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    If companies aren’t paying attention to housing, they should be

    Even before Covid-19, housing prices in the U.S. had been on a steady ascent for years.

    Several metros — and their businesses — were already grappling with housing markets that were unaffordable for vast swaths of their residents.

    Since the start of the pandemic, the problems have only gotten worse. Between April 2020 and April 2021, the S&P CoreLogic Case-Shiller U.S. National Home Price Index rose by nearly 32 points. By comparison, it took nearly four years for its previous 32-point jump.

    But it’s not just single-family housing.

    A new report from the National Low Income Housing Coalition found that “in no state, metropolitan area, or county in the U.S. can a worker earning the federal or prevailing state or local minimum wage afford a modest two-bedroom rental home at fair market rent by working a standard 40-hour work week.”

    That’s unsustainable, and it’s a problem small businesses can’t afford to ignore.

    Most companies in a community have little control on housing costs, but make no mistake: housing has always been a workforce development issue, and it’s likely to be even more important in the years to come. 

    According to a recent analysis by ATTOM, single-family homes and condos were less affordable than historical averages in 61% of counties across the country during the second quarter of 2021, up from 48% of counties across the country during the same quarter in 2020.

    Skyrocketing housing prices in many metro areas have priced many would-be buyers — particularly young ones — out of the housing market.

    That results in some individuals being entirely priced out of metro areas or cities, and that’s why business owners and executives can no longer afford to ignore housing and its potential effect on their workforces.

    Since Covid-19, many employers have ditched a geography-dependent hiring strategy in favor of hiring the best talent, no matter where it is located.

    Strong job growth has traditionally been a magnet to reel in talent to metro areas. That dynamic could change in the post-pandemic world as many employees will no longer be forced to relocate to advance their careers. 

    Markets with sky-high housing costs are likely to be a loser in that equation, and those losses would have a trickle-down effect on commercial real estate, local governments and service-sector industries. 

    The past year has proven many jobs can be done remotely, but there are still many that can’t — particularly in fields like retail and hospitality. Ketchum, Idaho, is a good example of the risks communities are facing. The city is home to Sun Valley Resort and has plenty of available jobs, but prospective workers can’t afford housing.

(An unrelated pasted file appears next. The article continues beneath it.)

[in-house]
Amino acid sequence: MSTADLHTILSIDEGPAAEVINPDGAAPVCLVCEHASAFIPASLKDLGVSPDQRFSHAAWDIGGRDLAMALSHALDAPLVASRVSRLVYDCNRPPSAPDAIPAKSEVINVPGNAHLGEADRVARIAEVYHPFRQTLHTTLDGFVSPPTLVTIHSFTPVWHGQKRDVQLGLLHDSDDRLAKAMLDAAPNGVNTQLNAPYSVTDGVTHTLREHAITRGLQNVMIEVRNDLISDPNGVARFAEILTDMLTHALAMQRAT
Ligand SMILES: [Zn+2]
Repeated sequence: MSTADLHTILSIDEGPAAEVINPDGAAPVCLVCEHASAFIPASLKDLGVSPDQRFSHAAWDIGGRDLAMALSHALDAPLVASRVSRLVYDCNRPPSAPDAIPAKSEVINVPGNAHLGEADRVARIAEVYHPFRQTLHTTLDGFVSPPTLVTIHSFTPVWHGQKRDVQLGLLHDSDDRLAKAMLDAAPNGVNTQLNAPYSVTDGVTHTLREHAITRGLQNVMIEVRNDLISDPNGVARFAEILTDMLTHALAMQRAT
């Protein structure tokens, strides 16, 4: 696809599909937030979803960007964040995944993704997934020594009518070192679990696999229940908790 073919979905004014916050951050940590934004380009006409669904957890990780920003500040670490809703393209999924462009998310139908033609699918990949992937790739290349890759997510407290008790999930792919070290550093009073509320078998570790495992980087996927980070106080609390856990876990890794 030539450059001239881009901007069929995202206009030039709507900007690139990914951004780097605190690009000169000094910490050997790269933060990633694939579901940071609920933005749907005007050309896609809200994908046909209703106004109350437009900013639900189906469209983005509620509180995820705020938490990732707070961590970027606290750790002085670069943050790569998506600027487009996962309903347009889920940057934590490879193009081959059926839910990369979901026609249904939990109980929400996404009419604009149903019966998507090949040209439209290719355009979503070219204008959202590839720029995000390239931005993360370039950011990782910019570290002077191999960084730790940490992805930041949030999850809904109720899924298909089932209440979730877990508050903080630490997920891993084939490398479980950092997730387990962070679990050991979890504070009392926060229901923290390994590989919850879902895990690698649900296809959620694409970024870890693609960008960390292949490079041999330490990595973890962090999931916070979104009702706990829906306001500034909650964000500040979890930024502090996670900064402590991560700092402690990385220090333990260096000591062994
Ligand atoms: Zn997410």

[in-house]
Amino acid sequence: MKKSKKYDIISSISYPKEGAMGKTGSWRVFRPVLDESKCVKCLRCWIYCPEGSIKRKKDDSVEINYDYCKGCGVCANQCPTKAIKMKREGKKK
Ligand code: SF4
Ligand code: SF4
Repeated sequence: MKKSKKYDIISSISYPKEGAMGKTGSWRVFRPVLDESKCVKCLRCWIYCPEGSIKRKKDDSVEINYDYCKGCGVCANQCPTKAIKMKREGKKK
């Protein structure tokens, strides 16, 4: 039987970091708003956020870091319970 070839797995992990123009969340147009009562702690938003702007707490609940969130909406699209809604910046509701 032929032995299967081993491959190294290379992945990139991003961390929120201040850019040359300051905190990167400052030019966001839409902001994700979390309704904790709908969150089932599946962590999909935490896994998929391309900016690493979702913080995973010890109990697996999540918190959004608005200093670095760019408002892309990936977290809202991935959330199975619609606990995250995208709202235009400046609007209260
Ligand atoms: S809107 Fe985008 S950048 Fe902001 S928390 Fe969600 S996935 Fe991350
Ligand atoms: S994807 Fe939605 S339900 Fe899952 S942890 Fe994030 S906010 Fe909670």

Communities that aren’t proactive about housing could soon face even worse labor shortages than they are seeing today, which could have a negative effect on revenue.

    Beyond those challenges, the housing crunch is another stressor that can hurt workers’ mental health. After the past year, business leaders should take that risk seriously. 

    While CEOs and small-business owners can’t control the price of housing, there are some things they can do to limit the negative consequences. 

    Companies should be cognizant of the wages they offer and how they relate to the price of housing. Wages that would have supported a mortgage or a nice apartment five years ago may leave those employees priced out today. Companies would be wise to assess where they stand.

    They can consider housing stipends and other measures to reduce the burden on workers.

    Businesses may also want to think about the interplay between housing, commutes and remote work policies. 

    If you’re in an area where your wages will only comfortably support a house or apartment that’s an hour away from the office, perhaps it’s a good time to assess whether wages should be increased or the job should have more work-from-home flexibility. 

    CEOs and high-level business leaders should also be willing to play a role in community action on housing. They should advocate for equitable housing policies to allow an adequate supply of market-rate and low-income housing and pursue nonprofit avenues and public-private partnerships to ensure access to housing in their communities. 

    In too many communities, “apartment” is a dirty word. Projects that could alleviate housing challenges are stalled or denied zoning due in large part to myths or outright fallacies about their impact on traffic, property values or school capacity. 

    If single-family housing prices continue to rise like they have in recent years, that has to change. 

    Housing and workforce development will always be closely intertwined, but the next few years could be pivotal for how they interact in the long run. 

    CEOs, small-business owners and executives can’t afford to remain on the sidelines anymore.

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